Stocks with high price-to-earnings (P/E) ratios can be overpriced. So is a stock with a lower P/E ratio always a better investment than a stock with a higher one? The short answer? No. The long answer? It depends. Read on to find out more about price-to-earnings ratios, how to interpret them, the difference between a low and a high P/E ratio, and which one is better.

### Key Takeaways

- The P/E ratio is calculated as a stock’s current share price divided by its earnings per share for a 12-month period.
- A stock trading at $40 per share with an EPS of $2 has a P/E ratio of 20, while a stock trading at $40 per share with an EPS of $1 has a P/E ratio of 40, meaning the investor pays $40 to claim $1 in earnings.
- P/E ratios tend to vary from industry to industry, so it is important to compare companies from the same industry and with similar characteristics.

## What Is the Price-to-Earning Ratio?

The P/E ratio is calculated as a stock’s current share price divided by its earnings per share (EPS) for a 12-month period, usually the last 12 months. This is also called the trailing 12 months. Most of the P/E ratios you see for publicly-traded stocks are an expression of the stock’s current price compared with its previous 12 months of earnings.

Stocks with high price-to-earning ratios can be overpriced.

A stock trading at $40 per share with an EPS of $2 would have a P/E ratio of 20 ($40 divided by $2), as would a stock priced at $20 per share with an EPS of $1 ($20 divided by $1). These two stocks have the same price-to-earnings valuation. In both cases, investors pay $20 for each $1 of earnings.

However, what if a stock earning $1 per share was trading at $40 per share? Then we’d have a P/E ratio of 40 instead of 20, which means the investor would be paying $40 to claim a mere $1 of earnings. This seems like a bad deal, but there are several factors that could mitigate this apparent overpricing problem.

#### Is Stock With a Lower P/E Always A Better Choice?

## A Question of Earnings and Their Likelihood

First, the company could be expected to grow revenues and earnings much more quickly in the future than companies with a P/E of 20, thus commanding a higher price today for the higher future earnings. Second, suppose the estimated (trailing) earnings of the 40-P/E company are very certain to materialize, whereas the 20-P/E company’s future earnings are somewhat uncertain, indicating a higher investment risk.

Investors would incur less risk by investing in more-certain earnings instead of less-certain ones, so the company producing those sure earnings again commands a higher price today.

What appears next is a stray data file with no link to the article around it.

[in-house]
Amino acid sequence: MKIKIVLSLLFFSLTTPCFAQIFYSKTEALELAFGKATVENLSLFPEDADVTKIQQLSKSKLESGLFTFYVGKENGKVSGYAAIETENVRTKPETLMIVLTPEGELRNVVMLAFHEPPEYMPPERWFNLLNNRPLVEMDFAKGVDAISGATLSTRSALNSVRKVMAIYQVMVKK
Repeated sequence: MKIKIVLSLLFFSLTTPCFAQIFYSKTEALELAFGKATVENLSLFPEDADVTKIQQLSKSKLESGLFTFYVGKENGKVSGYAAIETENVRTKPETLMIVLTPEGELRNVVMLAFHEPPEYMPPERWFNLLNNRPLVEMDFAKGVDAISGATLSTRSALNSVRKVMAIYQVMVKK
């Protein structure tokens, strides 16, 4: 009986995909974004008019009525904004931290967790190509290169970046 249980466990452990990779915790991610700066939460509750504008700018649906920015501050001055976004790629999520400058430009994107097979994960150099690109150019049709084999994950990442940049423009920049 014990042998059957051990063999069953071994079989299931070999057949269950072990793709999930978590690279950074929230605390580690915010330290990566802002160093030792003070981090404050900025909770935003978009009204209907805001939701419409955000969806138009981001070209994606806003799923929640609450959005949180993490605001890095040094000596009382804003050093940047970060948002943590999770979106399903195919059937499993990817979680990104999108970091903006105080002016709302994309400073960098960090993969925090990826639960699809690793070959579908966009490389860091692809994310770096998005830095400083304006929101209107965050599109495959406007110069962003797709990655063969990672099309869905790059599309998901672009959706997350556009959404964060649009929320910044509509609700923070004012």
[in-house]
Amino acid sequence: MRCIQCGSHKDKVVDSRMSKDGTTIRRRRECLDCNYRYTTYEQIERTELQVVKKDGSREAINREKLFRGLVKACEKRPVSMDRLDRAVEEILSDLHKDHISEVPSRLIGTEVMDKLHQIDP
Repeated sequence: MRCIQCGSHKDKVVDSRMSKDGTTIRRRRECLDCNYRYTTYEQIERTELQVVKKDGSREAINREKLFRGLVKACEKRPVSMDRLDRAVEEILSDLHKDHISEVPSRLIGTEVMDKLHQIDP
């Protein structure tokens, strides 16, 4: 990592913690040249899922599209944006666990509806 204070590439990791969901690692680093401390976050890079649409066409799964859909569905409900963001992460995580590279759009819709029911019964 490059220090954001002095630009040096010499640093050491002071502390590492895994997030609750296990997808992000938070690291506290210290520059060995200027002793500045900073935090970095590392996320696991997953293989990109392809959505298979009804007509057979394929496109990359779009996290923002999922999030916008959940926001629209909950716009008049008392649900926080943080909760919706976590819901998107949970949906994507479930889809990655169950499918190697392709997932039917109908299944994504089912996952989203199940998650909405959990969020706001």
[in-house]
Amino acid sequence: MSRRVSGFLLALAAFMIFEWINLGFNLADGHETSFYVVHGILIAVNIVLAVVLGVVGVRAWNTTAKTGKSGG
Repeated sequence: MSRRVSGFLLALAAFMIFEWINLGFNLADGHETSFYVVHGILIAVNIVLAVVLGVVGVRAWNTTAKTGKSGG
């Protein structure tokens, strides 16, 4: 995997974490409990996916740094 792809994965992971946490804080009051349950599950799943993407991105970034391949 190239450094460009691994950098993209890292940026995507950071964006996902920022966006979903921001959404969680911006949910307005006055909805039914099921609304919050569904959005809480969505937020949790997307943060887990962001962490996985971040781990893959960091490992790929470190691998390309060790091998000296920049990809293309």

## Comparisons Are Necessary

It must also be noted that average P/E ratios tend to vary from industry to industry. Typically, companies in very stable, mature industries that have more moderate growth potential have lower P/E ratios than companies in relatively young, quick-growing industries with robust future possibilities. Thus, when an investor is comparing P/E ratios from two companies as potential investments, it is important to compare companies from the same industry and with similar characteristics. Otherwise, if an investor simply purchased stocks with the lowest P/E ratios, they would likely end up with a portfolio full of utilities stocks and similar companies, which would leave the portfolio poorly diversified and exposed to more risk than if it had been diversified into other industries with higher-than-average P/E ratios.

## High Ratios Aren’t Always Bad

However, this doesn’t mean that stocks with high P/E ratios cannot turn out to be good investments. Suppose the same company mentioned earlier with a 40-P/E ratio (stock at $40, earned $1 per share last year) was widely expected to earn $4 per share in the coming year. This would mean (if the stock price didn’t change) that the company would have a P/E ratio of only 10 in one year’s time ($40 divided by $4), making it appear very inexpensive.

## The Bottom Line

The important thing to remember when looking at P/E ratios as part of your stock analysis is to consider what premium you are paying for a company’s earnings today and determine if the expected growth warrants the premium. Also, compare the company to its industry peers to see its relative valuation to determine whether the premium is worth the cost of the investment.